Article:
By Paul Pillar
Completion of the agreement to restrict the Iranian nuclear program puts into sharp relief the choice for anyone who weighs in on the topic and especially for the U.S. Congress, which will have an opportunity to accept or reject the deal. Gone is any meaningful kibitzing on how well the negotiators are doing their jobs. Gone are endless speculative permutations of how different issues might be resolved. Gone is conjecturing about how the outline that was the framework agreement announced in April will be fleshed out with detailed terms. The question has been stripped down to a simple and easy-to-understand form: it is a choice between the agreement that has just been announced, and no agreement at all about the Iranian nuclear program.
We can finally get beyond the sterile rhetoric about good deals and bad deals and the vacuous cliché that no deal is better than a bad deal. Comparison between this agreement and no agreement is what determines whether the agreement is bad or good. A good deal is one that is better than no deal; a bad deal is one that is worse.
It has always been a fantasythat a “better deal”than what emerges from these negotiations would somehow be possible. The long, arduous, deadline-extending nature of the negotiations that ended in Vienna makes the notion that something “better” could have been wrung out of the Iranians seem all the more phantasmagorical. Awareness that five other countries besides the United States and Iran are parties to this agreement, and that some of the most recent hard negotiations have taken place within the P5+1, ought further to dispel this notion.
The alternative to the agreement—i.e., no agreement—would mean no restrictions on Iran’s nuclear program beyond the basic obligations that apply to Iran as a party to the Nuclear Nonproliferation Treaty. It would mean that Iran could spin as many centrifuges as it wanted. It would mean Iran would be free to enrich as much uranium as it wanted, to whatever level of enrichment it wanted. It would mean Iran could configure nuclear reactors however it wanted no matter how much plutonium this produced. It would mean an end to unprecedented levels of international monitoring and inspection. It would mean discarding the most restrictive regimen that any state had ever negotiated to be placed on its own nuclear program.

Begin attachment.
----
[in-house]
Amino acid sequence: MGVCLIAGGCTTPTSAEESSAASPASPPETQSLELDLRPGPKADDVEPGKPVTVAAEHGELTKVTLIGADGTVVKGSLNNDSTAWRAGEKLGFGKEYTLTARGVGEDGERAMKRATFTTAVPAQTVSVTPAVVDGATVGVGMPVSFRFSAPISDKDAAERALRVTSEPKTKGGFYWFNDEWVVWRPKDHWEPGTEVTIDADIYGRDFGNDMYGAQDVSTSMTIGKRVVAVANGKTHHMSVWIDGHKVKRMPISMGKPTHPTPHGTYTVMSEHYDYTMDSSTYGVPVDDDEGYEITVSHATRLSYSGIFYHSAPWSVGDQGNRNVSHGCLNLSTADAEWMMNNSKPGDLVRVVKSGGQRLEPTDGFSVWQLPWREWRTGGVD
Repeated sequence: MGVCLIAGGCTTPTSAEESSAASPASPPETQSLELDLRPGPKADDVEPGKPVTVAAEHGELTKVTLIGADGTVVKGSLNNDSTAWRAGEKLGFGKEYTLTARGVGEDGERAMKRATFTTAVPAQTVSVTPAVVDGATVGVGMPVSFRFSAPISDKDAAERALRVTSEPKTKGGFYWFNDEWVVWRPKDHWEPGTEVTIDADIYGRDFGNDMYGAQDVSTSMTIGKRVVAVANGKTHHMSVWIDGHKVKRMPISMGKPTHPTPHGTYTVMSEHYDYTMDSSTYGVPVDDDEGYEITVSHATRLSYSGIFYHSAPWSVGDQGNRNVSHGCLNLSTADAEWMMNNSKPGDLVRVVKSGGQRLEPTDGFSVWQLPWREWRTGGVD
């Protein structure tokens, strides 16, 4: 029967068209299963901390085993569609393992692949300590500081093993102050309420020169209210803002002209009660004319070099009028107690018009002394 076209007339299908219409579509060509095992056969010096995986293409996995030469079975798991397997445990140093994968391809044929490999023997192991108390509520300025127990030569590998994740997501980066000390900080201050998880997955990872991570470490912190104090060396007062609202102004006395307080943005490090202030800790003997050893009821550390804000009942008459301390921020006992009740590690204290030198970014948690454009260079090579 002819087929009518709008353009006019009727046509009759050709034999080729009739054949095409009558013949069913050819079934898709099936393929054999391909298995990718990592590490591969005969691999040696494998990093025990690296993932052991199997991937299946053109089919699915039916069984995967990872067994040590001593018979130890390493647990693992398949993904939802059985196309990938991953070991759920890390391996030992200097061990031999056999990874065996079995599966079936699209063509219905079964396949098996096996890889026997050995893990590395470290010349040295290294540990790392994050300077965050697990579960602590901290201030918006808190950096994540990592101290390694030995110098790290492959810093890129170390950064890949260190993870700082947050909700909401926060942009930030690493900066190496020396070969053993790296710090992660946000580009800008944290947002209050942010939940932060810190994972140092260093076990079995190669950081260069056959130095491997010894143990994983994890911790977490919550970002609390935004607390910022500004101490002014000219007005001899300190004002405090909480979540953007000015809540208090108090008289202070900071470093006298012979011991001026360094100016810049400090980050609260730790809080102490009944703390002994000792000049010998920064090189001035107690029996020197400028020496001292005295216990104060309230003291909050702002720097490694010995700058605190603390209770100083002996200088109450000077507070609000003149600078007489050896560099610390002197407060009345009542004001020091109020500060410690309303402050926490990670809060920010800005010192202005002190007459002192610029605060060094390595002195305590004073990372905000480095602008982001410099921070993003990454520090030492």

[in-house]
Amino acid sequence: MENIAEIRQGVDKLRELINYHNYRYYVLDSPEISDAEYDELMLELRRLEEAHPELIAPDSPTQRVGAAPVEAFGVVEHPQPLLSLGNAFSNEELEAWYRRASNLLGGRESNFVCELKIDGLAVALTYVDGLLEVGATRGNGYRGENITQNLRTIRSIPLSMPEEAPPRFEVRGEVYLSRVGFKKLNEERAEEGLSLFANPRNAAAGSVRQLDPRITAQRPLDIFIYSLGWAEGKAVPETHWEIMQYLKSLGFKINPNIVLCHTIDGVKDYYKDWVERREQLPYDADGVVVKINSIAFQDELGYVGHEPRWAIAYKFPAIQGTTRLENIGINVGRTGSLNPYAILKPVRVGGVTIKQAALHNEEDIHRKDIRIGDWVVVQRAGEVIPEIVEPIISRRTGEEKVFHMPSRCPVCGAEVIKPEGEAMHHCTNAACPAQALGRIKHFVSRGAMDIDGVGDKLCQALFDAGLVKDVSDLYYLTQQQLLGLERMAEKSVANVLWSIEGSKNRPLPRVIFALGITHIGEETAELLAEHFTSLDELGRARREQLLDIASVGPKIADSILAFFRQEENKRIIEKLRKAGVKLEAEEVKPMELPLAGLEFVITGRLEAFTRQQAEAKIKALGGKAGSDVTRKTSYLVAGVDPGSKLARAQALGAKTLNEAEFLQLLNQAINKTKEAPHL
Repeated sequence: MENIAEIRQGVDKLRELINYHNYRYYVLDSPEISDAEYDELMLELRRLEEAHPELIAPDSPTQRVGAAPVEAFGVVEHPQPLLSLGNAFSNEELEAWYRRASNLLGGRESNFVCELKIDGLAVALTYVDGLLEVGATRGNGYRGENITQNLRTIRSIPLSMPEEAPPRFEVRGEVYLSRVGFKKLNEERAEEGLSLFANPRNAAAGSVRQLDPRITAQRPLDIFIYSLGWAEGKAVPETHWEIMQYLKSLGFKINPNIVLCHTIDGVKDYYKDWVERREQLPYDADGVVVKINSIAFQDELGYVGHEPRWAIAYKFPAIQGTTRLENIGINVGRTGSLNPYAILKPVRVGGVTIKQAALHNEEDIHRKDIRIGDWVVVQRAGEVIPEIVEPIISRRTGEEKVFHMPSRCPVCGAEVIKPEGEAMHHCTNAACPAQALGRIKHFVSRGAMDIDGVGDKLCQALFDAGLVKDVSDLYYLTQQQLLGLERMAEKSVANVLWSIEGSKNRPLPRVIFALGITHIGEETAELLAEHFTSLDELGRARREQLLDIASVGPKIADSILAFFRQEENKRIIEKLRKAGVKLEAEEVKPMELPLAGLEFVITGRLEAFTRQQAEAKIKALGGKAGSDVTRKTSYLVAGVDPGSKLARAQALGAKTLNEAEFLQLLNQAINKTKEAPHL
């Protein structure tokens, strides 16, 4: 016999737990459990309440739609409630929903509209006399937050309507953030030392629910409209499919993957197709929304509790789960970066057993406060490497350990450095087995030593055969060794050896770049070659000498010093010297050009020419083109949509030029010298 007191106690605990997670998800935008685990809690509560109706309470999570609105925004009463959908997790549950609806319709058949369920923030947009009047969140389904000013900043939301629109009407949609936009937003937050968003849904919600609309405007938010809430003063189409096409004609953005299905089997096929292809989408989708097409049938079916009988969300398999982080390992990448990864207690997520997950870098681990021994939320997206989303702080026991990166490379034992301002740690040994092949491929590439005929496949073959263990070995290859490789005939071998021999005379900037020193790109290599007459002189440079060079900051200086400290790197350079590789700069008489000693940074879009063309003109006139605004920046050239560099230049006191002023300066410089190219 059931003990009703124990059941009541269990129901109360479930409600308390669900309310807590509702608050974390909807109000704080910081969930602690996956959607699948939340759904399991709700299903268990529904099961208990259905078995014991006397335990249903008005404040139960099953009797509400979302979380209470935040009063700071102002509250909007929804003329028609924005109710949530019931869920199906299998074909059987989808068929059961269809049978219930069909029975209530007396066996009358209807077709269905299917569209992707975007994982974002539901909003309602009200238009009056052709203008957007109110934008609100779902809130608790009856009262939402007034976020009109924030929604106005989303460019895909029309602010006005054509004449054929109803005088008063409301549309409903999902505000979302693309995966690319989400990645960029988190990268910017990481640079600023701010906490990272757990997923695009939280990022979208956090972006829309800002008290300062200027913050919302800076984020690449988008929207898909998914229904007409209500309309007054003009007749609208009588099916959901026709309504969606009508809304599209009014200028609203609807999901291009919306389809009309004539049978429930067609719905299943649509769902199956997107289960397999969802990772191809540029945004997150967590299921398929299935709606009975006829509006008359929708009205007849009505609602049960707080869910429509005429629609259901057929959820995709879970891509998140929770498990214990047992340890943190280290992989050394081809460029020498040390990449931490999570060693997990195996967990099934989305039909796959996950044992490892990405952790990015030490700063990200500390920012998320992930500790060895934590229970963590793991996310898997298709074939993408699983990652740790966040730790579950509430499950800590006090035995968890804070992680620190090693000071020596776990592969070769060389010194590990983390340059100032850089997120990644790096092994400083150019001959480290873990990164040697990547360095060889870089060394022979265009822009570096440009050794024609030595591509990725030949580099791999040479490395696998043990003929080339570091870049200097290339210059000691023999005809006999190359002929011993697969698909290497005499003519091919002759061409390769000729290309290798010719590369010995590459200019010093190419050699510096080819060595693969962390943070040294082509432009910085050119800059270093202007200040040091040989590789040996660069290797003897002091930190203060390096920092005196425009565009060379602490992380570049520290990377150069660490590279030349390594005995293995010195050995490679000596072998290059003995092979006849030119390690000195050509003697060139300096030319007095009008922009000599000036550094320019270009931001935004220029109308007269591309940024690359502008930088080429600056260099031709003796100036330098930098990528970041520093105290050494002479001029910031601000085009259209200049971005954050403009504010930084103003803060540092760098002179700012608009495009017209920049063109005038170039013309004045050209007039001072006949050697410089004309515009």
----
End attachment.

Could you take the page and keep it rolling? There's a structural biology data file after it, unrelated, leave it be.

It is remarkable how, on the very issues on which many opponents of any agreement with Iran claim to be focusing, matters would be much worse if they achieved their goal of killing the agreement. If a supposed problem is, for example, that Iran is being permitted to have too much enrichment infrastructure, it would be worse under the alternative of no agreement, in which Iran could expand that infrastructure without limit. Or if it is a problem that certain restrictions would be binding for only ten years or so, it would be worse under the no-agreement alternative, in which there would be zero years of restrictions. And so forth.
As the inevitable obfuscation about this agreement ensues over the coming weeks, the public and the Congress need to be reminded of exactly what the choice is, and of how simple and clear that choice is notwithstanding the obfuscation.
And those who argue or vote against the agreement should be held to account for what they in effect are arguing or voting for. They should be made to explain to the rest of the country why, whatever may be the true reasons for their opposition, they are supporting a step that would not only kill the best chance for ensuring the Iranian nuclear program remains peaceful but also would remove the special restrictions and scrutiny to which that program is subject now. They should be made to explain why, after their endless alarms about Iran’s nuclear activity, they are supporting a step that would unleash that activity.
This article was first published by the National Interest and was reprinted here with permission. Copyright: The National Interest.